Fetal distress is a term generally used to describe hypoxia, or lack of oxygen getting to the baby. Before or during childbirth, any sign of fetal distress alerts the obstetrician, nurse midwife or doctor that the baby might not be doing well or is becoming tired or stressed during labor. If fetal distress is not diagnosed and promptly treated, it could lead to permanent brain damage, cerebral palsy or a still born birth.
During birth, some fetal distress is normal as the baby passes thru the birth canal and it does not mean that there will be any long term neurologic problems with your baby. It is prolonged fetal distress that your obstetrician or nurse midwife should be looking for or respond to before permanent brain damage occurs.
The only way your baby is able to communicate to your doctor or midwife that labor may be too stressful or if he or she is in distress is by the electronic fetal monitor strips (FMS) that constantly watch your baby’s heart rate and well being. Unreassuring fetal monitor strips that show decelerations in the heart rate, tachycardia (fast heart rate), bradycardia (low heart rate) or a loss of variability may require the following treatments:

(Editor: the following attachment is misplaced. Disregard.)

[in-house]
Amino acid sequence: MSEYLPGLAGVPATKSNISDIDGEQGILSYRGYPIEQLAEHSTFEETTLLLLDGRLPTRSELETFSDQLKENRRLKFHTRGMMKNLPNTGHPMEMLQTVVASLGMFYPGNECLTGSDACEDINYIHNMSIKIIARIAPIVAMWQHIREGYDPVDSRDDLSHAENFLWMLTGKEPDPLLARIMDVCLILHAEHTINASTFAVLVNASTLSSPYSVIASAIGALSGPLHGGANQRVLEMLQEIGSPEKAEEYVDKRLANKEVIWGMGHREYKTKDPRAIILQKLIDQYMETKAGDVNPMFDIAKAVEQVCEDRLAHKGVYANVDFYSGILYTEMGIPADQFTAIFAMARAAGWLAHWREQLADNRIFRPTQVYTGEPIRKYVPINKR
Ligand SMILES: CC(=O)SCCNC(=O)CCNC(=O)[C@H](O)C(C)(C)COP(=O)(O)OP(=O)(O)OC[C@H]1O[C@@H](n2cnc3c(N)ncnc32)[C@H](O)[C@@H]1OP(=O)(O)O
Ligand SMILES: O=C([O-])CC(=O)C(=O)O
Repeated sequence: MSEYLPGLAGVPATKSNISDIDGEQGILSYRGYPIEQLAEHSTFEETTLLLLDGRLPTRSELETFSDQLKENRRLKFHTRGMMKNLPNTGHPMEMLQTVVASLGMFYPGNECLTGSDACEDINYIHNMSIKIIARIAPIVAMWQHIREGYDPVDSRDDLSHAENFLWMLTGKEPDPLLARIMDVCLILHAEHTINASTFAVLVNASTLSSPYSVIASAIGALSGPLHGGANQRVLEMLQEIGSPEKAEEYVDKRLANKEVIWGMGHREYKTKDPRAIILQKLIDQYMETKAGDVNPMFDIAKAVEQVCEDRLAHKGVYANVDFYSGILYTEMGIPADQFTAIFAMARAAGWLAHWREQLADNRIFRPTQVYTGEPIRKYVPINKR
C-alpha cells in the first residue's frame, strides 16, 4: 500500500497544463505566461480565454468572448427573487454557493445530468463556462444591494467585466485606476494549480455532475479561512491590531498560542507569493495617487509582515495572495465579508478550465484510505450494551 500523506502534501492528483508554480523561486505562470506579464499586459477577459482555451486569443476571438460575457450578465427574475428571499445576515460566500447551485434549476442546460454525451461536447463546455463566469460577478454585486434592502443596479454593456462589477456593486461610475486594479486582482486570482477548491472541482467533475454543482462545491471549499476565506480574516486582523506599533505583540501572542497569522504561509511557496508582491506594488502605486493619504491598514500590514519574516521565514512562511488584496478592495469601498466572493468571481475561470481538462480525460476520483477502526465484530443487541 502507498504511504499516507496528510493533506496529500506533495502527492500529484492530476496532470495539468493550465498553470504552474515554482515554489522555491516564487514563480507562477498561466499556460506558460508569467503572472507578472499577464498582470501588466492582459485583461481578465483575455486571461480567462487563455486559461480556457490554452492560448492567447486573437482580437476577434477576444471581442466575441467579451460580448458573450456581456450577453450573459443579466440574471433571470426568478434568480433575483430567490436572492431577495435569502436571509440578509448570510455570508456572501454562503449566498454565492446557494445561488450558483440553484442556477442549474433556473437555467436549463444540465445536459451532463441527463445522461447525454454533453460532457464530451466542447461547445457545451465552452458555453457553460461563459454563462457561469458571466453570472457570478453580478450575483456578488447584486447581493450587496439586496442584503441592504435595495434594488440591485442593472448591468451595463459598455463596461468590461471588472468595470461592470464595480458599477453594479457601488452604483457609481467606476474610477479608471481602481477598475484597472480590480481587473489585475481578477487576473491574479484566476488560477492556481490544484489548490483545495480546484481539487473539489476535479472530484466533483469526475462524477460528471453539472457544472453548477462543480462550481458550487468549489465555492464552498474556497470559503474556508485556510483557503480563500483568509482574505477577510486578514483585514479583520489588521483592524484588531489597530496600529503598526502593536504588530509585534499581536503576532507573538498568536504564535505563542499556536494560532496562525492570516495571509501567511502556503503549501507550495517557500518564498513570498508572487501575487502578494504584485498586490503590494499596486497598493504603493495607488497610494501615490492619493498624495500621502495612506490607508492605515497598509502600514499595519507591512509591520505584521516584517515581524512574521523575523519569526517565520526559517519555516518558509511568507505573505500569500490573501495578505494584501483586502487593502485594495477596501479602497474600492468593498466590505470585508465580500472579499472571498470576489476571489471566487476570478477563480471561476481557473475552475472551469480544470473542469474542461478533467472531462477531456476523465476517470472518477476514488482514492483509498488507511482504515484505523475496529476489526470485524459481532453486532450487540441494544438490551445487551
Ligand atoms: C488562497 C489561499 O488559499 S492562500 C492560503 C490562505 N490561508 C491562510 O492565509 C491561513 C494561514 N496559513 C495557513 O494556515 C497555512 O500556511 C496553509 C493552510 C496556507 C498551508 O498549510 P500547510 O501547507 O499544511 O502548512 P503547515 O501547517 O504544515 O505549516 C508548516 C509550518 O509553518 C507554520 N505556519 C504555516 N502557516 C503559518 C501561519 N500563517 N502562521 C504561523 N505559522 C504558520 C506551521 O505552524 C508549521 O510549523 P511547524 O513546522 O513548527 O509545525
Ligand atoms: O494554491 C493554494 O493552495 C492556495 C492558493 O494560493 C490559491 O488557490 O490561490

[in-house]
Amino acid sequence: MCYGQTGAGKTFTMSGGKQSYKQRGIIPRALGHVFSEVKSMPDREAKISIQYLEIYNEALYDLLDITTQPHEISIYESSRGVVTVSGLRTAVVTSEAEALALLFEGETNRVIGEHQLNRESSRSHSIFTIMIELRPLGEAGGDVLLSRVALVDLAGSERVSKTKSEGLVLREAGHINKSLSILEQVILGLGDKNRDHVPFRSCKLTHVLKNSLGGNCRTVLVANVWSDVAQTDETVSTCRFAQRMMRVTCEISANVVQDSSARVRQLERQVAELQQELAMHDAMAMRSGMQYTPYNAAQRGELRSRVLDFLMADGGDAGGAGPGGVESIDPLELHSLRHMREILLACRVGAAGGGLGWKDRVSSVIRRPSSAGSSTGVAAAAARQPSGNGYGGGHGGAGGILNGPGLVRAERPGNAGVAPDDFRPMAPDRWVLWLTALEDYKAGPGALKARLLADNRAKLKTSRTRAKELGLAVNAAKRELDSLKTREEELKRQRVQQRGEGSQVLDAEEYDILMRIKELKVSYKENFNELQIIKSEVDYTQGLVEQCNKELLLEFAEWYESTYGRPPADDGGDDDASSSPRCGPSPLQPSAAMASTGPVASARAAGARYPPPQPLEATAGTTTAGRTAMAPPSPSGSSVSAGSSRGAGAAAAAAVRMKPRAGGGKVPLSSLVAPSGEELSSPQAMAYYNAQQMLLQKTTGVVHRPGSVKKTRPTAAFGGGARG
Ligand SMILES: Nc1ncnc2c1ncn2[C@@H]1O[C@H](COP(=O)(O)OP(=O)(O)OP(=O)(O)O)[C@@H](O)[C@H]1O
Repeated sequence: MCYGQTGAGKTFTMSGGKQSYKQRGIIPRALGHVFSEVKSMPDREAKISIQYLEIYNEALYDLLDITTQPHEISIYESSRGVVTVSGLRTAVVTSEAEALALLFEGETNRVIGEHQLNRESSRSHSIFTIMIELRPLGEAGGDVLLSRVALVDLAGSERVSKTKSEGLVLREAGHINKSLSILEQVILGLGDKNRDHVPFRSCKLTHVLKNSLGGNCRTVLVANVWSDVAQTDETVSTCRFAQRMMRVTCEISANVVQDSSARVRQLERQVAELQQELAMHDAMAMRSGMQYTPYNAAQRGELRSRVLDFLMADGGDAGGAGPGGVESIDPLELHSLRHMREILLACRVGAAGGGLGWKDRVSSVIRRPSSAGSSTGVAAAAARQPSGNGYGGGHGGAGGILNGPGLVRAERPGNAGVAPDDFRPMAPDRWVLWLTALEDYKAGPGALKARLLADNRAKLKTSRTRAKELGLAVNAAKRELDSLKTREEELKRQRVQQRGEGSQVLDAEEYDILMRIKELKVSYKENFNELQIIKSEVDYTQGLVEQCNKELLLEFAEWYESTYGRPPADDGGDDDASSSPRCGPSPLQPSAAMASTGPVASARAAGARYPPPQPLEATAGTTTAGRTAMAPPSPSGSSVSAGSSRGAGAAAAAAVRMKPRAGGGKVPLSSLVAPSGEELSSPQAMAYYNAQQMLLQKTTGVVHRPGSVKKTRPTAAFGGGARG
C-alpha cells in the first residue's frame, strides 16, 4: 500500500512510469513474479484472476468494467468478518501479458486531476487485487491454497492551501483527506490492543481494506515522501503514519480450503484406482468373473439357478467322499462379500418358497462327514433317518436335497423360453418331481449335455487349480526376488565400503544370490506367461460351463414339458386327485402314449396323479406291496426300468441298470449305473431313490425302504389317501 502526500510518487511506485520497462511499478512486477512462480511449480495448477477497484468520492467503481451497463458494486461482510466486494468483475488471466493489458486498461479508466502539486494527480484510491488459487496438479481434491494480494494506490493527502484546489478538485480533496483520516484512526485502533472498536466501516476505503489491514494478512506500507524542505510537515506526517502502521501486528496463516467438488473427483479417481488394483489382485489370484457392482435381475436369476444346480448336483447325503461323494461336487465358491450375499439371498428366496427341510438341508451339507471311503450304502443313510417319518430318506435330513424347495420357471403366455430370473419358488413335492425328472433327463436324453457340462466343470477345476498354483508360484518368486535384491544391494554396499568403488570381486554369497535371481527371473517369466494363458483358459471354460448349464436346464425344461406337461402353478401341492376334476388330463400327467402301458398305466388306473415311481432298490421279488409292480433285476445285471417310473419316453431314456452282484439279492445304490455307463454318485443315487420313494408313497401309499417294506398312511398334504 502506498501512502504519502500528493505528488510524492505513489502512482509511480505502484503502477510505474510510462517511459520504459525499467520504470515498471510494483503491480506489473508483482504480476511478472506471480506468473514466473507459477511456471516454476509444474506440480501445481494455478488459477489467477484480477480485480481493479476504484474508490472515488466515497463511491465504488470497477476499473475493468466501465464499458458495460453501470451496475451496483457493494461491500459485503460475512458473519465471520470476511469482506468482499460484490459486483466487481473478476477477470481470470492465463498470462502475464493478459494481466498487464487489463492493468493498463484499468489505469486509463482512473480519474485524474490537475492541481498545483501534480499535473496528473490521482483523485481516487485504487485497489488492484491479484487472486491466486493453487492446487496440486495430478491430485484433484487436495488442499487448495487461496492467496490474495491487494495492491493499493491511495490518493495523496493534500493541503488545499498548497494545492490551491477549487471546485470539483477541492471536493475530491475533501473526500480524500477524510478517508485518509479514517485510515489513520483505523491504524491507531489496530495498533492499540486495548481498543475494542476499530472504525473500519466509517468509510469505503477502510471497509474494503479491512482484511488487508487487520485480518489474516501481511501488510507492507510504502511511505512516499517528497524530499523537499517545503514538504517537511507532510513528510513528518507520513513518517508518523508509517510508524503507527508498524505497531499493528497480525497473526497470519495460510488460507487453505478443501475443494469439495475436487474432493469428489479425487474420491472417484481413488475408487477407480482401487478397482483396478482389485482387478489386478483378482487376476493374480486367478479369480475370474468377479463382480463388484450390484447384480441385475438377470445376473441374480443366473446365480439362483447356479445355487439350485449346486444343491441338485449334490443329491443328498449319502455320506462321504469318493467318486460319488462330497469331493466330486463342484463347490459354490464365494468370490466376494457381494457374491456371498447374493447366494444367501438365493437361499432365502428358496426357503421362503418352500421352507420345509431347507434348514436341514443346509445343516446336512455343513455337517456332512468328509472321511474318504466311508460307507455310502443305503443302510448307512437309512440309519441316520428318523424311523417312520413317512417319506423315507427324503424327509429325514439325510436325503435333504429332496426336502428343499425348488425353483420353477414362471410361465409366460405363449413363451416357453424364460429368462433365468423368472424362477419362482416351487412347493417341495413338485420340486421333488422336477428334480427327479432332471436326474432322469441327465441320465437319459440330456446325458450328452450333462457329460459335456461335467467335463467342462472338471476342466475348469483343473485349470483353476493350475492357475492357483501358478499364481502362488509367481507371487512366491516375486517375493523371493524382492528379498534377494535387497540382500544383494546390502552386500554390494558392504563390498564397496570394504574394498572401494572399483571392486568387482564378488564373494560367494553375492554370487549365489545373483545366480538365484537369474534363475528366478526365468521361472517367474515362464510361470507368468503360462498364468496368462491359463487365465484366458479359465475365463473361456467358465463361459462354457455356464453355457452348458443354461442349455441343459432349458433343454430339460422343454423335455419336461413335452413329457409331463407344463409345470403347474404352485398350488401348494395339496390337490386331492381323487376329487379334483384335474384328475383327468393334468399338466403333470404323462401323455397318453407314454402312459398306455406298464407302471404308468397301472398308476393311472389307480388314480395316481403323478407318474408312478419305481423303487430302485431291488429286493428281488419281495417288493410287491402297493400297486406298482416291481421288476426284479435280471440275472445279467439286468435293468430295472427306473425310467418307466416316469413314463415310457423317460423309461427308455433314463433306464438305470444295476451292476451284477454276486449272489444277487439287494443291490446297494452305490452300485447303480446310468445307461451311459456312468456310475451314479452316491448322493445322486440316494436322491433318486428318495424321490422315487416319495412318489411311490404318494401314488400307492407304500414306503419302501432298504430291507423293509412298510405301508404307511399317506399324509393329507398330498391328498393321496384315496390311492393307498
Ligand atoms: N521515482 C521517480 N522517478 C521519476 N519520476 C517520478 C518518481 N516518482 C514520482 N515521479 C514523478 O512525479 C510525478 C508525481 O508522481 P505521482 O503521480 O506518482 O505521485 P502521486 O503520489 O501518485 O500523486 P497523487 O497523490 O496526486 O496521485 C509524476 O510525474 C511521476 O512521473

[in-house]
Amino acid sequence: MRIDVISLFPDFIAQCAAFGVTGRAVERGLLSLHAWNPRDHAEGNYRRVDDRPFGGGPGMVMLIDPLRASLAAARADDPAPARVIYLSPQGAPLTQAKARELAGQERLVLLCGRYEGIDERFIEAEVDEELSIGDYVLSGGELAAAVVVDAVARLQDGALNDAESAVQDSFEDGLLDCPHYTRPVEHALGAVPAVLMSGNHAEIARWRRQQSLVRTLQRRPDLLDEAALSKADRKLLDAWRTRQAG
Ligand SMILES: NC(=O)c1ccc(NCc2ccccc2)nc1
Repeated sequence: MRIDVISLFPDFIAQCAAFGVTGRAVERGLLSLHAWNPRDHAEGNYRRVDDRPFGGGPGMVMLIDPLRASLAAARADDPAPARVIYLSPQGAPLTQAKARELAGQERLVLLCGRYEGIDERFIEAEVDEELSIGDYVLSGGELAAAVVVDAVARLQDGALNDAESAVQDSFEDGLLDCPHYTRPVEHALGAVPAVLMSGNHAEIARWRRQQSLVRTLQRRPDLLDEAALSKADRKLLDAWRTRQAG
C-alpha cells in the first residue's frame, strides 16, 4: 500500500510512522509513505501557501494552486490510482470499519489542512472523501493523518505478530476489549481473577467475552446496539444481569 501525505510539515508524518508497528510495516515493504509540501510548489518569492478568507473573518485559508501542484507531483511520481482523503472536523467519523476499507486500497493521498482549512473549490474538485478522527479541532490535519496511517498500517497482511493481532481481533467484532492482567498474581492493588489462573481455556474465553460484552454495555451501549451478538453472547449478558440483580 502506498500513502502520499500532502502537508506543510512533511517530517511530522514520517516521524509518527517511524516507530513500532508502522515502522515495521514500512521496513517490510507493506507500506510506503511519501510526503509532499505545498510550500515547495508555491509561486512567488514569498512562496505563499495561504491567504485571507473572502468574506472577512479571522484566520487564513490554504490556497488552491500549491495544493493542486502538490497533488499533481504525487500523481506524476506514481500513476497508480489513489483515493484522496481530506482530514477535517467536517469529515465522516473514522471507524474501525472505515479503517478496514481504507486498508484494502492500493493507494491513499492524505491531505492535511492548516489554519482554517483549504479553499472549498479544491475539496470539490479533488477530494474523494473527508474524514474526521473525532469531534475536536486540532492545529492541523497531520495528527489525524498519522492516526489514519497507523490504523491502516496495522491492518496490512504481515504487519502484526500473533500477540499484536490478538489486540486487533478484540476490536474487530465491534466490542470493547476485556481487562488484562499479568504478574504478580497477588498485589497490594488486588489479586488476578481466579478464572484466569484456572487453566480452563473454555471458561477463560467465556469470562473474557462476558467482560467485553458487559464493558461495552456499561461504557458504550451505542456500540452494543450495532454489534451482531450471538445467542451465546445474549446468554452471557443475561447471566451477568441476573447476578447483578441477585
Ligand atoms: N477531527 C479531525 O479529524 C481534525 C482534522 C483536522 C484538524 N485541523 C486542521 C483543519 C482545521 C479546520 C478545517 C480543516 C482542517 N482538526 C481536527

Changes in your baby’s heart rate or fetal distress can be caused by:
If the cause of fetal distress in your baby is not identified or treated right away, it could lead to a lack of oxygen to your baby’s brain or permanent brain damage that can later cause developmental delays, mental retardation, seizures, or Cerebral Palsy (CP).
If you had a difficult labor or felt that something just wasn’t right with your baby after delivery, it could have been caused by prolonged fetal distress during labor. Since 1958, the Beasley Firm has successfully litigated pregnancy and birth injury cases, recovering hundreds of millions of dollars in compensation for children who need lifelong care and who have high medical expenses. In addition to our experienced attorneys, we also have on staff two physicians and three registered nurses, two of them that are experienced neonatal intensive care (NICU) and labor and delivery (L & D) nurses. Our collective knowledge assisted in obtaining two of the largest medical negligence verdicts inPennsylvania history, $100 million and $55 million, and the largest punitive damage award against a physician in Pennsylvania, $15 million, as well as hundreds of other multimillion dollar judgments and settlements.
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